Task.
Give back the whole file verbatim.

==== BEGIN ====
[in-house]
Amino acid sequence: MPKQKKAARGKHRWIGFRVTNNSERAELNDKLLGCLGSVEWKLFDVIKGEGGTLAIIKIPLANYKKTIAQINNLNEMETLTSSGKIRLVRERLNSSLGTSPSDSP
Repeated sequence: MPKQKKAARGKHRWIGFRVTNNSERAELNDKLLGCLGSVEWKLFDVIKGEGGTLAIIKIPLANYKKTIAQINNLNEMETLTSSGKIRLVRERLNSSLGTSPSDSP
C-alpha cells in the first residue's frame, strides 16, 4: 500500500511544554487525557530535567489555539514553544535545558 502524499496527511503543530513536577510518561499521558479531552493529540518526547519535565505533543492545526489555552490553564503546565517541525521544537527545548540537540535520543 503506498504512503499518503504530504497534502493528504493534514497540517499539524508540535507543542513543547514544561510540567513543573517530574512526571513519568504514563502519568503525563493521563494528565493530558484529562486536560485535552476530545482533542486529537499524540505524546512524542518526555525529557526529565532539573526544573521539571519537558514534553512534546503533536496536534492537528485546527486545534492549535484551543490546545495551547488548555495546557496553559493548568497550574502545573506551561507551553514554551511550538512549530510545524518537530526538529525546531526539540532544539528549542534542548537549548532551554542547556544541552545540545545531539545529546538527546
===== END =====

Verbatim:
[in-house]
Amino acid sequence: MPKQKKAARGKHRWIGFRVTNNSERAELNDKLLGCLGSVEWKLFDVIKGEGGTLAIIKIPLANYKKTIAQINNLNEMETLTSSGKIRLVRERLNSSLGTSPSDSP
Repeated sequence: MPKQKKAARGKHRWIGFRVTNNSERAELNDKLLGCLGSVEWKLFDVIKGEGGTLAIIKIPLANYKKTIAQINNLNEMETLTSSGKIRLVRERLNSSLGTSPSDSP
C-alpha cells in the first residue's frame, strides 16, 4: 500500500511544554487525557530535567489555539514553544535545558 502524499496527511503543530513536577510518561499521558479531552493529540518526547519535565505533543492545526489555552490553564503546565517541525521544537527545548540537540535520543 503506498504512503499518503504530504497534502493528504493534514497540517499539524508540535507543542513543547514544561510540567513543573517530574512526571513519568504514563502519568503525563493521563494528565493530558484529562486536560485535552476530545482533542486529537499524540505524546512524542518526555525529557526529565532539573526544573521539571519537558514534553512534546503533536496536534492537528485546527486545534492549535484551543490546545495551547488548555495546557496553559493548568497550574502545573506551561507551553514554551511550538512549530510545524518537530526538529525546531526539540532544539528549542534542548537549548532551554542547556544541552545540545545531539545529546538527546